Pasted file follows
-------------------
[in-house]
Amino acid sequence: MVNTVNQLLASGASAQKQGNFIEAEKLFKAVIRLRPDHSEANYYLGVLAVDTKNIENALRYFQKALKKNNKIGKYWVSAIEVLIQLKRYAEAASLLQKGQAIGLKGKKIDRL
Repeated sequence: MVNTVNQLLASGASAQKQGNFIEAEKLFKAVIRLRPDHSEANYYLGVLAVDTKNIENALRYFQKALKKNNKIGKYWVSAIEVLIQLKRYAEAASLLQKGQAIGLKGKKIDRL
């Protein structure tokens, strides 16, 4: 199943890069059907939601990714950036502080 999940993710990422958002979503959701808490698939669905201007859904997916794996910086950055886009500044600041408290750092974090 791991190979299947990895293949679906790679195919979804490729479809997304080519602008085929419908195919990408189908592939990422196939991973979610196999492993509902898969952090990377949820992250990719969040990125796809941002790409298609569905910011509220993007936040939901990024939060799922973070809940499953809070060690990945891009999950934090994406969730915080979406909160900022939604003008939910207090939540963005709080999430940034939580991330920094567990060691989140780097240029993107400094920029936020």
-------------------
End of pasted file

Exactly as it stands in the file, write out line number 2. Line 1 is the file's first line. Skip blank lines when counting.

Amino acid sequence: MVNTVNQLLASGASAQKQGNFIEAEKLFKAVIRLRPDHSEANYYLGVLAVDTKNIENALRYFQKALKKNNKIGKYWVSAIEVLIQLKRYAEAASLLQKGQAIGLKGKKIDRL